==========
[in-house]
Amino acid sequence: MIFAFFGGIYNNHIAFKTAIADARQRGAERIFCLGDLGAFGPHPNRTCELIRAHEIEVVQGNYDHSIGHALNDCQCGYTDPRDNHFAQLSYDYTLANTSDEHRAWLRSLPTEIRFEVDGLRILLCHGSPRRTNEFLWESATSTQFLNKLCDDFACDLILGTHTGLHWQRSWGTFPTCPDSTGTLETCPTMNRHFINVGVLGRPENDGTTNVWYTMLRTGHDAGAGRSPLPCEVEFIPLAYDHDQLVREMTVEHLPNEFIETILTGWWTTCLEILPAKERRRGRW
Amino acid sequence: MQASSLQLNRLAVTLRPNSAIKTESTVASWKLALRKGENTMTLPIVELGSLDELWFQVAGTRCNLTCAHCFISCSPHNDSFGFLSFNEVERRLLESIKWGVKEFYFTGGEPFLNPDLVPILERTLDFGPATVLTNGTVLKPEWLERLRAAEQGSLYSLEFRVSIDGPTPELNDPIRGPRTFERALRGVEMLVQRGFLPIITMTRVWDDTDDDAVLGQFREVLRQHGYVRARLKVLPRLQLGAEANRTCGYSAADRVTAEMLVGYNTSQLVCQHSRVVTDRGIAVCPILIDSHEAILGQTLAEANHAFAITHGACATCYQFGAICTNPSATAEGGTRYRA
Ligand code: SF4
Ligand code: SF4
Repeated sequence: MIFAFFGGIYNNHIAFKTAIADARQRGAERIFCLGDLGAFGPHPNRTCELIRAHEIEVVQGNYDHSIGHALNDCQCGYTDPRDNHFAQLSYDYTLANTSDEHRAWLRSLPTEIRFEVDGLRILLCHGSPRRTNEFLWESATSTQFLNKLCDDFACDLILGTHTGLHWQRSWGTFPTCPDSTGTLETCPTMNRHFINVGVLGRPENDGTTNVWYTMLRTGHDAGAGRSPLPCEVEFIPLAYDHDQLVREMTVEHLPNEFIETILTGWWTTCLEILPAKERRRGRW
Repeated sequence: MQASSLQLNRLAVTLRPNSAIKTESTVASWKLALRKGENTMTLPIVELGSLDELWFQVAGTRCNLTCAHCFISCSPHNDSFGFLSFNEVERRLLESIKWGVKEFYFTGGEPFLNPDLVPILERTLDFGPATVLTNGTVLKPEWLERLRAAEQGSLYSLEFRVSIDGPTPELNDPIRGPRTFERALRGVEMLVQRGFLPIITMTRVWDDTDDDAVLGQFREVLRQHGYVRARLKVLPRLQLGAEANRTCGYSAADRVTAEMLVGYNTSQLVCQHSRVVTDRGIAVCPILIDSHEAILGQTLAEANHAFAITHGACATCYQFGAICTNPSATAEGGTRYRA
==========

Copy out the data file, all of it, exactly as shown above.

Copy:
[in-house]
Amino acid sequence: MIFAFFGGIYNNHIAFKTAIADARQRGAERIFCLGDLGAFGPHPNRTCELIRAHEIEVVQGNYDHSIGHALNDCQCGYTDPRDNHFAQLSYDYTLANTSDEHRAWLRSLPTEIRFEVDGLRILLCHGSPRRTNEFLWESATSTQFLNKLCDDFACDLILGTHTGLHWQRSWGTFPTCPDSTGTLETCPTMNRHFINVGVLGRPENDGTTNVWYTMLRTGHDAGAGRSPLPCEVEFIPLAYDHDQLVREMTVEHLPNEFIETILTGWWTTCLEILPAKERRRGRW
Amino acid sequence: MQASSLQLNRLAVTLRPNSAIKTESTVASWKLALRKGENTMTLPIVELGSLDELWFQVAGTRCNLTCAHCFISCSPHNDSFGFLSFNEVERRLLESIKWGVKEFYFTGGEPFLNPDLVPILERTLDFGPATVLTNGTVLKPEWLERLRAAEQGSLYSLEFRVSIDGPTPELNDPIRGPRTFERALRGVEMLVQRGFLPIITMTRVWDDTDDDAVLGQFREVLRQHGYVRARLKVLPRLQLGAEANRTCGYSAADRVTAEMLVGYNTSQLVCQHSRVVTDRGIAVCPILIDSHEAILGQTLAEANHAFAITHGACATCYQFGAICTNPSATAEGGTRYRA
Ligand code: SF4
Ligand code: SF4
Repeated sequence: MIFAFFGGIYNNHIAFKTAIADARQRGAERIFCLGDLGAFGPHPNRTCELIRAHEIEVVQGNYDHSIGHALNDCQCGYTDPRDNHFAQLSYDYTLANTSDEHRAWLRSLPTEIRFEVDGLRILLCHGSPRRTNEFLWESATSTQFLNKLCDDFACDLILGTHTGLHWQRSWGTFPTCPDSTGTLETCPTMNRHFINVGVLGRPENDGTTNVWYTMLRTGHDAGAGRSPLPCEVEFIPLAYDHDQLVREMTVEHLPNEFIETILTGWWTTCLEILPAKERRRGRW
Repeated sequence: MQASSLQLNRLAVTLRPNSAIKTESTVASWKLALRKGENTMTLPIVELGSLDELWFQVAGTRCNLTCAHCFISCSPHNDSFGFLSFNEVERRLLESIKWGVKEFYFTGGEPFLNPDLVPILERTLDFGPATVLTNGTVLKPEWLERLRAAEQGSLYSLEFRVSIDGPTPELNDPIRGPRTFERALRGVEMLVQRGFLPIITMTRVWDDTDDDAVLGQFREVLRQHGYVRARLKVLPRLQLGAEANRTCGYSAADRVTAEMLVGYNTSQLVCQHSRVVTDRGIAVCPILIDSHEAILGQTLAEANHAFAITHGACATCYQFGAICTNPSATAEGGTRYRA